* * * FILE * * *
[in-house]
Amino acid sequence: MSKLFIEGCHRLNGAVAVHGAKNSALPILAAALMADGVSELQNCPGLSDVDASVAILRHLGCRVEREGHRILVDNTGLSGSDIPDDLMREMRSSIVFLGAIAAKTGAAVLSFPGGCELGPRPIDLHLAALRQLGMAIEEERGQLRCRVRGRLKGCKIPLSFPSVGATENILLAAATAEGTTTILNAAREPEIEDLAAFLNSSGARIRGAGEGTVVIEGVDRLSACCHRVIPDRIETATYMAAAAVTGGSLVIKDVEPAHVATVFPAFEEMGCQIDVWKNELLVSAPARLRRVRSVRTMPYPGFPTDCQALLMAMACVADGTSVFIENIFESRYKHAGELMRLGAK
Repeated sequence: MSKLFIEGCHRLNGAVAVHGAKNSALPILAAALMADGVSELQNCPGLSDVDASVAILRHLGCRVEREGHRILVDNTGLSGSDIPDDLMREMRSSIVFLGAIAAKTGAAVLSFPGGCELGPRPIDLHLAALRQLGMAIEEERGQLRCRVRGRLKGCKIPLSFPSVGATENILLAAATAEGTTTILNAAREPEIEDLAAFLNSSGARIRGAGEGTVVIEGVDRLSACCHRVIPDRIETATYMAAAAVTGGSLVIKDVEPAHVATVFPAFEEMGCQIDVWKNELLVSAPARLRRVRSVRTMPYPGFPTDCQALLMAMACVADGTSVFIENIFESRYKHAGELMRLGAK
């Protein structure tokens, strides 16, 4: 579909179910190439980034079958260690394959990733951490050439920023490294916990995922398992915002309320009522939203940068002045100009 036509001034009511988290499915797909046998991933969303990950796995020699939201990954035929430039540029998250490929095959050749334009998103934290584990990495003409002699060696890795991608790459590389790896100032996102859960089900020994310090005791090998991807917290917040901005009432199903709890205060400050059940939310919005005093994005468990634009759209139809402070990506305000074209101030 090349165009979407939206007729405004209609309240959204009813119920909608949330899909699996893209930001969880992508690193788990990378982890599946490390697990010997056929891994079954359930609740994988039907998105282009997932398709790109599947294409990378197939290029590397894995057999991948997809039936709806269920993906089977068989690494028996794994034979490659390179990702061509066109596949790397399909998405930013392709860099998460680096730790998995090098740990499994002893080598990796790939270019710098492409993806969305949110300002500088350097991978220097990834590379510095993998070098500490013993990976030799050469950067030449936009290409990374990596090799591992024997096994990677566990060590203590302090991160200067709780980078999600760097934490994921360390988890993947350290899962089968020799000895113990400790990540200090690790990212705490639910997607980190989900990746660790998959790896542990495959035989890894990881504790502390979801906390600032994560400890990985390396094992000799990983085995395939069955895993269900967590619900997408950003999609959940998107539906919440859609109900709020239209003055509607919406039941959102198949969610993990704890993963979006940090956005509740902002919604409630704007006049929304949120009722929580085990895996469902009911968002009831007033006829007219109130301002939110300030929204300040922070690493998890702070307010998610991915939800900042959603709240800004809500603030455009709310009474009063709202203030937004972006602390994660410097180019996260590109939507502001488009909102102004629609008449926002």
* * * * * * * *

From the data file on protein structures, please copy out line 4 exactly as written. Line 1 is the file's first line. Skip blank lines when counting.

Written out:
């Protein structure tokens, strides 16, 4: 579909179910190439980034079958260690394959990733951490050439920023490294916990995922398992915002309320009522939203940068002045100009 036509001034009511988290499915797909046998991933969303990950796995020699939201990954035929430039540029998250490929095959050749334009998103934290584990990495003409002699060696890795991608790459590389790896100032996102859960089900020994310090005791090998991807917290917040901005009432199903709890205060400050059940939310919005005093994005468990634009759209139809402070990506305000074209101030 090349165009979407939206007729405004209609309240959204009813119920909608949330899909699996893209930001969880992508690193788990990378982890599946490390697990010997056929891994079954359930609740994988039907998105282009997932398709790109599947294409990378197939290029590397894995057999991948997809039936709806269920993906089977068989690494028996794994034979490659390179990702061509066109596949790397399909998405930013392709860099998460680096730790998995090098740990499994002893080598990796790939270019710098492409993806969305949110300002500088350097991978220097990834590379510095993998070098500490013993990976030799050469950067030449936009290409990374990596090799591992024997096994990677566990060590203590302090991160200067709780980078999600760097934490994921360390988890993947350290899962089968020799000895113990400790990540200090690790990212705490639910997607980190989900990746660790998959790896542990495959035989890894990881504790502390979801906390600032994560400890990985390396094992000799990983085995395939069955895993269900967590619900997408950003999609959940998107539906919440859609109900709020239209003055509607919406039941959102198949969610993990704890993963979006940090956005509740902002919604409630704007006049929304949120009722929580085990895996469902009911968002009831007033006829007219109130301002939110300030929204300040922070690493998890702070307010998610991915939800900042959603709240800004809500603030455009709310009474009063709202203030937004972006602390994660410097180019996260590109939507502001488009909102102004629609008449926002």